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published: 1/20/05
updated: 12/19/13

Plato (427-347 BCE)




"The safest general characterization of the European philosophical tradition is that it consists of a series of footnotes to Plato."
-- Alfred North Whitehead, Process and Reality, 1929

Plato was "one of the most dazzling writers in the Western literary tradition and one of the most penetrating, wide-ranging, and influential authors in the history of philosophy." {1} With Socrates and Aristotle, Plato laid the philosophical foundations of western culture. He is especially noted for his excellent Dialogues, his founding of the famed Academy in Athens, andhis doctrine of the Forms.

Life of Plato

Plato was born in Athens to a noble family in 427 BCE. Both of his parents, Ariston and Perictione, were from some of the most distinguished families in Athens. Plato's father probably died while the former was a young boy; Perictione took her uncle, a prominent supporter of Pericles, as her second husband. It was probably in his house that Plato was raised. Some of Perictione's relatives were friends of Socrates, thus Plato probably knew the great philosopher from boyhood.





Plato was likely intended for a political career, but he became increasingly disgusted with the failings of Athenian politics. By the age of 20, Plato had become a student of Socrates. After Socrates' execution in 399, Plato withdrew from Athens and public life. He and some fellow pupils took refuge for a time in Megara with Eucleides, founder of the Megarian school of philosophy.

Especially during the years 390-388, Plato traveled widely throughout Greece and beyond. He may have gone to Egypt and Cyrene; it is much more likely he traveled to south Italy and Sicily. If the Seventh Letter is genuinely his, Plato said that he traveled to Italy at the age of 40 and was disgusted by the sensuality of life there.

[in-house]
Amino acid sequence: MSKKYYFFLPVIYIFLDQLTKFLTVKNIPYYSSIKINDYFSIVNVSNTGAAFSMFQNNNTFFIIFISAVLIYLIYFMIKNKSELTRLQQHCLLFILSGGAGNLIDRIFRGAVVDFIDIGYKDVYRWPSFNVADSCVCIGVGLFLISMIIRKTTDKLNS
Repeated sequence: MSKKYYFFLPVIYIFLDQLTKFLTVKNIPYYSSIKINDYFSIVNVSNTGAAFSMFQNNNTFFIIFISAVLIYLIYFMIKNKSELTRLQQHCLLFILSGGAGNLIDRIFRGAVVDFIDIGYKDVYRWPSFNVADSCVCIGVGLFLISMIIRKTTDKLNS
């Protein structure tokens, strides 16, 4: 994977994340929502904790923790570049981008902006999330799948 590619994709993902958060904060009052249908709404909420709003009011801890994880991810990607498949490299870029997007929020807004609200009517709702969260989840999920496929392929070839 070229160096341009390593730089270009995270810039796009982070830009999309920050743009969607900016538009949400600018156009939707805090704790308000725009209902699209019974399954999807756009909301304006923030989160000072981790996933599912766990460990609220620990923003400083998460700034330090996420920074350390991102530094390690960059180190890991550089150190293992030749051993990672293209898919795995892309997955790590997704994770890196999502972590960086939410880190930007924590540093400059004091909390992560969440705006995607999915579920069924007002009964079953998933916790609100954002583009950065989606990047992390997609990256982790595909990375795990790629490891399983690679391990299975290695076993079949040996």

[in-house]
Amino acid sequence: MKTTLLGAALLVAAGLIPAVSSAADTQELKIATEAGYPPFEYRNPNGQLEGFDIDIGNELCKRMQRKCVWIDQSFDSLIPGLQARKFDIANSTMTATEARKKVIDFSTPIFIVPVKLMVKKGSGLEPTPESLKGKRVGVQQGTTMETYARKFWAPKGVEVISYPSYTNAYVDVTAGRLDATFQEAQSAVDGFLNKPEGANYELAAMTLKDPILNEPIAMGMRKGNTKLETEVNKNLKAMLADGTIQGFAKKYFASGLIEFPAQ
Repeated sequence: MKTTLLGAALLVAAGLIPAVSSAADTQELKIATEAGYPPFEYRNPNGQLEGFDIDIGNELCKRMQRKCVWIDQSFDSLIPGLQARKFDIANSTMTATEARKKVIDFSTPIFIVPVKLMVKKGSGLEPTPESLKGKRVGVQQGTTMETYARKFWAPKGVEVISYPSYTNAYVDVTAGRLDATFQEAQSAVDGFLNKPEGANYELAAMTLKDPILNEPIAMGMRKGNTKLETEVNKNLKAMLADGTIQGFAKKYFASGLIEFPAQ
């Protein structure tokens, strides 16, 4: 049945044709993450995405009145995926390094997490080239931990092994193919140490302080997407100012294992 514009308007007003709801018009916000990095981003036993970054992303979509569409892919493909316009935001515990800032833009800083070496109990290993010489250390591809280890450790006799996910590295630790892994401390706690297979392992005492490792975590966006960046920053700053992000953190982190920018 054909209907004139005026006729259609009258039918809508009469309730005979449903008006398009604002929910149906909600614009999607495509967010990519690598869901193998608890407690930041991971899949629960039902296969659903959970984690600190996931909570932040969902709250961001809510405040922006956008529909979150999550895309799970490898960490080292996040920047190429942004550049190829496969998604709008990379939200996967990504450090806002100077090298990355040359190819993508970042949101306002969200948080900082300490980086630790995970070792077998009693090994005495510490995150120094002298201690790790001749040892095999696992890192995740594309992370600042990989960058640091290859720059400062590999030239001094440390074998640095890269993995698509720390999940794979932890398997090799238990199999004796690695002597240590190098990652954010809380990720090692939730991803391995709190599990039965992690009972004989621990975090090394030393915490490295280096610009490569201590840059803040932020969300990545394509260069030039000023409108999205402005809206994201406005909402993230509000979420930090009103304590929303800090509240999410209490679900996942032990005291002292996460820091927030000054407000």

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Returning to Athens around 387 (the date is not known for certain), Plato founded the famous Academy. Its name derives from the location of his school on the outskirts of the city near the grove sacred to Academus. It was devoted to the systematic exploration of philosophical and scientific inquiry, and Plato presided over it for the rest of his life. The Academy endured for centuries until it was closed by the Emperor Justinian in 529 CE.

In 367, at the age of 60, Plato was asked to instruct the youthful Dionysus II, ruler of Syracuse, about the "philosopher-king" Plato had described in the Republic. Plato found a kindred spirit in Dion, the leader at Dionysus' court who had invited him, but had little success with the king. Dionysus was threatened by the stronger Dion, and in 366, both Dion and Plato were forced out of Syracuse. In 361, Plato journeyed to Sicily in a somewhat risky attempt to reconcile Dionysus and Dion, again to no avail. Dion captured Syracuse by a coup de main in 357, but he was murdered in 354.